Running Towards a Healthier Version of You!

Running Towards a Healthier Version of You!

The weather is nicer, and runners are everywhere in the beautiful Okanagan outdoors. If you wish you were one of them, good news – it is never too late to start something new!

Even a little bit of running is better for your health than not running at all! Research shows that you can achieve health benefits from running even just once a week or 50 minutes a week.1 Did you know that running reduces your risk of death from cardiovascular disease (for example, from a heart attack or stroke) by 30%?!1

Recreational running can improve your mood, and has been shown to reduce depression, anxiety, and stress.

Running is also often perceived as bad for your knees. However, a recent article that looked at 43 MRI studies found no evidence that running causes damage to knee cartilage.3 In fact, other studies show that recreational running may actually be beneficial for long-term joint health!4,5

Talk with your healthcare professional before making a running plan, especially if you have a medical condition or have not exercised in a long time. Your healthcare professional will help you come up with an appropriate running program for you.

Even if you are a beginner runner, a running assessment can help you get started on the right foot. Sun City Physiotherapy offers running assessments that include video analysis and professional, research-based advice on running technique, exercises, and footwear. Our running assessments last one hour and include an initial treatment plan that is personalized to your needs! Come see our running-certified physiotherapist Bea Francisco at our Lower Mission and Lake Country (select Fridays only) locations.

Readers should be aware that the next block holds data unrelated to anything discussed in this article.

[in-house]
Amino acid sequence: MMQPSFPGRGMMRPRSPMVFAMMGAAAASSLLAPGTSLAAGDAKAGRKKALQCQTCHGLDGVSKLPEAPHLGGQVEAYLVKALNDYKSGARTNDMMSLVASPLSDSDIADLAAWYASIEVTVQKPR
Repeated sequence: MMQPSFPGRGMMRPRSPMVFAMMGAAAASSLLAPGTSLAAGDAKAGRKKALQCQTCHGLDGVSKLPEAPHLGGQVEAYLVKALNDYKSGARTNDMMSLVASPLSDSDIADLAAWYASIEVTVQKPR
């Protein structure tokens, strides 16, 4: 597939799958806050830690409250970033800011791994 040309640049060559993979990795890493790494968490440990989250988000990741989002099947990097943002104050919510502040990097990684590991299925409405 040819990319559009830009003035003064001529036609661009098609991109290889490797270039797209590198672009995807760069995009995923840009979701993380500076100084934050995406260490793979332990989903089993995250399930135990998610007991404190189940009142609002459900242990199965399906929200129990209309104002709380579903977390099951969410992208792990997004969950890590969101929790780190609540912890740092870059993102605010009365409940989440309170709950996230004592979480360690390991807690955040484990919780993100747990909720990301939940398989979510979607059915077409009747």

About Bea Francisco, our running-certified Registered Physiotherapist:

Bea obtained a Master’s of Physical Therapy from the University of British Columbia and has taken post-graduate training in assessing and treating runners from The Running Clinic™. A former high performance athlete, she now loves running for fun and helping other run faster and injury-free!

References